Suppliers have been quick to cut their near-term spending plans to bring the market back into balance. However, the lead time of spending cuts to impact memory production is, at best, six months, and often 6-12 months. This means that actions taken in the summer of 2022 will not impact this year…all eyes are now on 2023. DRAM capex cuts are expected to drop production growth in 2023 to <10% y/y, while cuts in the NAND market are expected to lower 2023 production growth to <20% y/y.
Suppliers have been willing to build inventory recently, but how high are they willing to go? Suppliers may feel confident in their production plans for next year, but their demand visibility continues to be obscured by customer inventory, supply chain disruptions, and product delays. There are far more questions about near-term demand than there are certainties:
- Given the current weak demand, how long will customer inventories last?
- Will Sapphire Rapids launch in Spring 2023 or be delayed yet again?
- Will China’s adherence to zero COVID lessen after the Communist Party congress in October?
- How long will central banks continue raising interest rates?
- Will jobless rates soar if/when a recession hits?
The uncertainties put memory makers in a challenging position. They are unable to look to 2023 and feel confident about demand. As such, they are unwilling to build inventory sufficiently high to stave off the precipitous pricing declines that have occurred over the last few months. Instead, memory makers, like their customers, are paying close attention to their own balance sheets and are reluctant to let inventory pile up.
Another tactic open to suppliers, idling manufacturing capacity, is generally a last resort for the memory producers. It is almost always more profitable for suppliers to run fabs at maximum output than to let billions of dollars of depreciating memory equipment sit idle. DRAM profit margins are currently high enough that idling capacity will not be economically necessary in the near future. NAND profits, however, are low enough that idling capacity might soon become a necessity for all players. In fact, in recent weeks both Micron and Kioxia have announced utilization cuts, indicative of just how much memory conditions have deteriorated.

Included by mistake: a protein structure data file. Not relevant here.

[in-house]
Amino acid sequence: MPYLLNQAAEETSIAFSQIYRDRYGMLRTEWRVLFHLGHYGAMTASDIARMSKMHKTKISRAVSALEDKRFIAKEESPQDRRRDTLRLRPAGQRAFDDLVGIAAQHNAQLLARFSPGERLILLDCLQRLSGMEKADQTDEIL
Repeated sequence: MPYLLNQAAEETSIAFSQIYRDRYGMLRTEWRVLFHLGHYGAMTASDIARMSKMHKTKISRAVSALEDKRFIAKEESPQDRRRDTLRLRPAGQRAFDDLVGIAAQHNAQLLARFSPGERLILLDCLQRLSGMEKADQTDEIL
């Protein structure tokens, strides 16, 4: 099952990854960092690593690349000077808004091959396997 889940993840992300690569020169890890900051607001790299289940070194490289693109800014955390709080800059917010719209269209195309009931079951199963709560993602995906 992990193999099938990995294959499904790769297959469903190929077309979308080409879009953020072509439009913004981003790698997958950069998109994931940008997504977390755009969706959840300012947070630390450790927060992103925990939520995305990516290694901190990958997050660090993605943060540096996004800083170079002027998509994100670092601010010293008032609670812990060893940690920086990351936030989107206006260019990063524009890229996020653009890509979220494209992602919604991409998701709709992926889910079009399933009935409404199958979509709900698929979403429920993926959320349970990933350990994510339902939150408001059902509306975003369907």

The next several quarters (or perhaps years) promise to be turbulent economic times and difficult waters for memory suppliers to navigate. Poor visibility of actual demand and little confidence about near-term forecasts have caused all memory suppliers to slash spending and move to a very conservative bias. For DRAM suppliers, the cuts to 2023 capital expenditure and their higher inventory levels will likely be enough to prevent the industry from losing money. Although the next 12 months will see margins heavily eroded, the structure of the industry and relatively high margins entering this downturn will likely ensure continued (though much lower) profitability.
The prospects for the NAND industry are less certain. Margins were much lower entering this turbulent time, and it appears no amount of future spending cuts will be enough to prevent some, if not all, suppliers from seeing NAND margins turn negative. This perfect storm may very well be the harbinger of consolidation, with a healthier, more vital industry emerging when the storm clouds eventually clear.
About the authors
Walt Coon is the VP of NAND & Memory at Yole Intelligence, part of Yole Group, working in the Semiconductor, Memory & Computing division. Walt is the primary author of the NAND Market Monitor and is based in the US.
Walt’s mission at Yole is to deliver a comprehensive understanding of the entire memory and semiconductor landscape by leading the production of market updates and Market Monitors. Walt is also deeply involved in the business development of these activities.
Prior to joining Yole in 2018, Walt spent 16 years at Micron Technology and two years at IHS Markit.
Walt holds a Master of Business Administration from Boise State University (Idaho, United States) and a Bachelor of Science in Computer Science from the University of Utah (Utah, United States).
Mike Howard is a member of the memory team at Yole Intelligence, part of Yole Group, as VP of DRAM & Memory Research. Mike is the primary author of the DRAM Market Monitor and is based in the US.
Mike’s mission at Yole is to deliver a comprehensive understanding of the entire memory and semiconductor landscape by leading the production of market updates and Market Monitors. Mike is also deeply involved in the business development of these activities.
Prior to Yole, Mike worked at IHS and Micron Technology. Mike holds a Master of Business Administration from The Ohio State University (Ohio, United States), a Bachelor of Science in Chemical Engineering, and a Bachelor of Arts in Finance from the University of Washington (Washington, United States).